Mankind is a building species. Inspired by the divine we create monuments to its power (Stonehenge, the Great Pyramid). New challenges create new sciences and when the Romans mixed volcanic ash with water they created a new super-material: concrete.
During the sixth episode of NEW YORK: A DOCUMENTARY FILM, the dramatic events that followed the Crash of '29 fuel the greatest economic depression in American history and plunge the city and the nation into economic gloom. In little more than ten years, immense new forces were unleashed in New York, from the Depression itself to the New Deal, which permanently altered the city and the country. Along the way, two of the most remarkable New Yorkers of all time came to the fore: Mayor Fiorello La Guardia and master builder Robert Moses, both of whom attempted to create, in the darkest of times, a bold new city of the future. The episode examines their careers in detail, as well as the immense public works that transformed the city in the '30s. Also explored are the demise of Mayor Jimmy Walker, the coming of the New Deal, the fate of Harlem during the Depression, and the increasingly complex impact of the automobile on the city.
In 814 BC, the exiled Phoenician queen Dido founds the city of Carthage on the African Coast. The city develops and takes the lead of a maritime empire based on trade. Carthage dominates the Western Mediterranean. But in the third century BC, she finds herself opposed to the Roman Republic.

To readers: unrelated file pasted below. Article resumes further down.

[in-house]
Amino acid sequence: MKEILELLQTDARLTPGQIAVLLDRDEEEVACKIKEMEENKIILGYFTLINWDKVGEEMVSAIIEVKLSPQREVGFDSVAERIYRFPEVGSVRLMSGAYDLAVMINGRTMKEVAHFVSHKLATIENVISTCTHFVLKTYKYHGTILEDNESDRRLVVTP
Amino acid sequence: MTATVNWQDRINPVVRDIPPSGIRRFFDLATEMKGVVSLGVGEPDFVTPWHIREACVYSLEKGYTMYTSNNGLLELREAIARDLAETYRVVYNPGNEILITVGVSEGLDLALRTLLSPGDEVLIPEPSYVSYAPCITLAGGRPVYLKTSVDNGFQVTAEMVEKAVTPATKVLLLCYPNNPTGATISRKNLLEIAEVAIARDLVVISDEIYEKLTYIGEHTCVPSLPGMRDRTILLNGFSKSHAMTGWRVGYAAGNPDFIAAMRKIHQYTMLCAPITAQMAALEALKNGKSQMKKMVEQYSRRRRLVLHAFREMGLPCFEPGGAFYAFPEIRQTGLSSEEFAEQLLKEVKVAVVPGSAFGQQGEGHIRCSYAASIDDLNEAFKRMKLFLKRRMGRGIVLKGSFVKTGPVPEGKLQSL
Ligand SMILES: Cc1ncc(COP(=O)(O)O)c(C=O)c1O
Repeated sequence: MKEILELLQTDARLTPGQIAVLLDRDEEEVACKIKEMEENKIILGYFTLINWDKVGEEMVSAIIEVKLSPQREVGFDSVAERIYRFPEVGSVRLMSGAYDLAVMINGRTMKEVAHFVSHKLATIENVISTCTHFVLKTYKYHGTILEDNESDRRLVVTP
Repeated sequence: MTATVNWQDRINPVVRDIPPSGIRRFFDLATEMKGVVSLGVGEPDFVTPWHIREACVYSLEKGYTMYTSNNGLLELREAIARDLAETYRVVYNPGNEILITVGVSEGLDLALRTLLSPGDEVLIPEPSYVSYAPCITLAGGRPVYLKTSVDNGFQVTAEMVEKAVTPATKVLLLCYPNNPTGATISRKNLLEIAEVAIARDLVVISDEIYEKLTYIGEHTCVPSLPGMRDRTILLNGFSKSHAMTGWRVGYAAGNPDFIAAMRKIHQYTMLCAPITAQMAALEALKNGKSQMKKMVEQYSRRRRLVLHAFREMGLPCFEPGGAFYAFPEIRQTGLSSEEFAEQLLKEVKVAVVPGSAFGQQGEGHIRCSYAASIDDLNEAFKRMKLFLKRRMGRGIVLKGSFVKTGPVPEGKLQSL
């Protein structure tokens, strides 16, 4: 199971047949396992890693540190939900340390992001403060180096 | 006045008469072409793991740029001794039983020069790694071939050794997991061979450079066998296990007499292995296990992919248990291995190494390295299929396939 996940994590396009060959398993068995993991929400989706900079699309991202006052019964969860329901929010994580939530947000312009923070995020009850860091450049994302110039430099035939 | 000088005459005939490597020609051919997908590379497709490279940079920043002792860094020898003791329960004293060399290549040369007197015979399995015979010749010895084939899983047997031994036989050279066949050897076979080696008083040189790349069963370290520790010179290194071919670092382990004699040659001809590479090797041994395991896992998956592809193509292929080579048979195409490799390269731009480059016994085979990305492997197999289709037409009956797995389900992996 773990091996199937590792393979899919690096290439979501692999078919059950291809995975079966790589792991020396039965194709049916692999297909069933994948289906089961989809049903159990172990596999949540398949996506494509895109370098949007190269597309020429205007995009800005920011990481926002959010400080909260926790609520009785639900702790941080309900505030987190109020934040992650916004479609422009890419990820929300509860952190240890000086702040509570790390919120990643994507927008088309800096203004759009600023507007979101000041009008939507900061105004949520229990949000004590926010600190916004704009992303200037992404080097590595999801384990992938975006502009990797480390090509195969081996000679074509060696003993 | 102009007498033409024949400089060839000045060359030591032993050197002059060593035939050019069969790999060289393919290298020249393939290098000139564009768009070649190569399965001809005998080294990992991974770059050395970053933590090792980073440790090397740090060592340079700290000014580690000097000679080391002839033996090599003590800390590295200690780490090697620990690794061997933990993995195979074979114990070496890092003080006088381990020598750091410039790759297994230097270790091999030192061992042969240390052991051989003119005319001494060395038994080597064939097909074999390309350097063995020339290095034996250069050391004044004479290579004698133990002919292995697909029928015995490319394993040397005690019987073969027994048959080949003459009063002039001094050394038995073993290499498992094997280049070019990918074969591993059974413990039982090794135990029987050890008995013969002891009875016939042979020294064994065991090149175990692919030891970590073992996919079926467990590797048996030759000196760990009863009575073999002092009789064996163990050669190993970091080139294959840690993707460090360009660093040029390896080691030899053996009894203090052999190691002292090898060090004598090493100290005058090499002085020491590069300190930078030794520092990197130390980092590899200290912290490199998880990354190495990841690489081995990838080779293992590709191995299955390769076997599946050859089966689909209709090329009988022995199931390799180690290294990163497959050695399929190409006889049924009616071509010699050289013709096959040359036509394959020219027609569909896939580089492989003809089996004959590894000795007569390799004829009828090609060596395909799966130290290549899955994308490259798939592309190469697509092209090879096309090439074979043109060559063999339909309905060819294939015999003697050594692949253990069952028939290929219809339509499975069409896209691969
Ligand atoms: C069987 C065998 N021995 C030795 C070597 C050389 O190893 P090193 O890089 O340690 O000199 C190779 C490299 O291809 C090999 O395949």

Tracing the origins of Egypt's unique visual style, he treks across the Sahara and travels the Nile to find the rarely-seen art of its earliest peoples. Exploring how this civilisation's art reflected its religion, he looks anew at the Great Pyramid, and the statuary and painting of the Old Kingdom. Sooke is amazed by the technical prowess of ancient artists whose skills confound contemporary craftsmen.
An ancient murder mystery plays out like an episode of C.S.I. When human bones are found hidden under the floor of an old army barracks, a homicide detective is called in to examine the evidence. Preliminary observations indicate the victim may have been bound and killed with blunt force trauma to the skull. The culprit must be found and brought to justice. But there is one key problem: The victim died nearly 1,800 years ago. British investigators discover bones hidden under the floor of an old army barracks near the Scotland border. Solving the mystery of who murdered a 10-year old child in 213 AD, Murder in the Roman Empire delves into the life of an ancient Roman garrison using forensics, archaeology, and criminal investigation. Could an individual soldier have taken advantage of deserted barracks to hide his crime? Or was there collusion among a group of soldiers?
2011 • History